Raspberry Pi review
Gareth Halfacree finds out whether the £29 credit-card sized board with a 700MHz CPU and 256MB RAM can be used as an everyday PC.
The Pi is a marvel. There's nothing else on the planet which offers the same capabilities for an equal price. In terms of bang-for-your-buck, the Pi is nothing short of astounding - but this doesn't make it perfect.
The hardware may limited some users, but the Pi will still be very useful considering the price
The 256MB of RAM could prove limiting for some users, especially those hoping to use the VideoCore IV GPU for high-definition 3D rendering. The beta-level quality of the software could also prove awkward for end-users who perhaps thought they were buying something which would be ready to use out-of-the-box.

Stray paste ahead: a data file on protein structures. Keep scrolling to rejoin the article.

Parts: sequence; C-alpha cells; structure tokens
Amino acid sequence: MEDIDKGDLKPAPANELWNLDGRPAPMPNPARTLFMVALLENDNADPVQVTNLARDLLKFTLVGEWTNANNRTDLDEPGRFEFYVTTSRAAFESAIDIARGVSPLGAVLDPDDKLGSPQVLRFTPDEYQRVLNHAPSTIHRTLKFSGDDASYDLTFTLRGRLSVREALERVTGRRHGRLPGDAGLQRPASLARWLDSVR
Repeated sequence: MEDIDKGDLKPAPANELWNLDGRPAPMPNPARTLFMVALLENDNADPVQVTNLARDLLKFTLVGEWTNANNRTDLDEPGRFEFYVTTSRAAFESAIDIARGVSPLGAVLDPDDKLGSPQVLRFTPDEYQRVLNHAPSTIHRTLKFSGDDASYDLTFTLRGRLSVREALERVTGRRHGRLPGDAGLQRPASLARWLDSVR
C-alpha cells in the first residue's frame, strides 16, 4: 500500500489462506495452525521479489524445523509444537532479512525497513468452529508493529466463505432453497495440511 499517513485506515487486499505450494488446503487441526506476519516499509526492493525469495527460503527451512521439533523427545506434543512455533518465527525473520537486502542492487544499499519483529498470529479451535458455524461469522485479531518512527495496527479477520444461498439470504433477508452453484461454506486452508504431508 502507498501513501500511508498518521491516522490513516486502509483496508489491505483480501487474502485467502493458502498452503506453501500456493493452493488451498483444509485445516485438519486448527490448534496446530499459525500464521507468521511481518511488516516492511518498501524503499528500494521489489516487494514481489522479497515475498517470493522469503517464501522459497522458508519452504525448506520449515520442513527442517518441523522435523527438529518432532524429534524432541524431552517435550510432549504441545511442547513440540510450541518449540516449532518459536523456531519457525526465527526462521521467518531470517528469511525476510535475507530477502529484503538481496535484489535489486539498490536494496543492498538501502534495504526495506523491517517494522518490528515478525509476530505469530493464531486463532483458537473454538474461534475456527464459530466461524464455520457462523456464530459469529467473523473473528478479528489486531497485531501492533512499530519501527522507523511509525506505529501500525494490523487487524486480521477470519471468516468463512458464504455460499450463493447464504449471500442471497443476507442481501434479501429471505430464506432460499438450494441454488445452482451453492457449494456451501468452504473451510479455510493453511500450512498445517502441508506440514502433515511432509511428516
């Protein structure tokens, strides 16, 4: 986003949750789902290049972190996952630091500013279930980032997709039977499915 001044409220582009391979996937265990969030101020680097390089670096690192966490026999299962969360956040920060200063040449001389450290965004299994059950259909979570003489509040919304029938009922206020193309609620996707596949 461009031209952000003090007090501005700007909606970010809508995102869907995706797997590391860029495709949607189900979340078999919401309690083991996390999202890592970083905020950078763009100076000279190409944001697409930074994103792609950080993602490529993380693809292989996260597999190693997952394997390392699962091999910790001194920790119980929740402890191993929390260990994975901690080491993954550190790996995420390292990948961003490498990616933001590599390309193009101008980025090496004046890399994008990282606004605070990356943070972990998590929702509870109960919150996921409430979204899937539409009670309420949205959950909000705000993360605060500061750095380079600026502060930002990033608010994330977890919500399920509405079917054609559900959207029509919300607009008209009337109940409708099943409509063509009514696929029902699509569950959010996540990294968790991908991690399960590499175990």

Professional users may also be disappointed by the Pi thanks to a lack of JTAG debugging support. A common feature of rival development boards, it's easy to overlook its absence thanks to the Pi's price - some one-quarter to one-tenth of its rivals - but something which may still slow down professional adoption of the device.
Despite its limitations, we're happy recommend the Pi, as soon as pre-orders are satisfied and stock starts to appear in the channel, of course. For less than the cost of a new-release game, you get a device which although imperfect - has so much potential. It's hard to imagine why anyone with an interest in technology wouldn't buy one.
The Pi promises much - but the software isn't there yet so end-users hoping to get going with their new Pis straight out of the box could face a problem. Improved software is on the horizon, and developers from user-friendly and lightweight distributions like Puppy Linux are already working to get their systems up and running on the devices.
Chipset: Broadcom BCM2835 SoC with 700MHz clock speed Operating system: Linux RAM: 256MB Storage: SD card Connections: 2x USB ports, 1x Ethernet port, 1x HDMI, 1x Audio jack, 1x microUSB power supply
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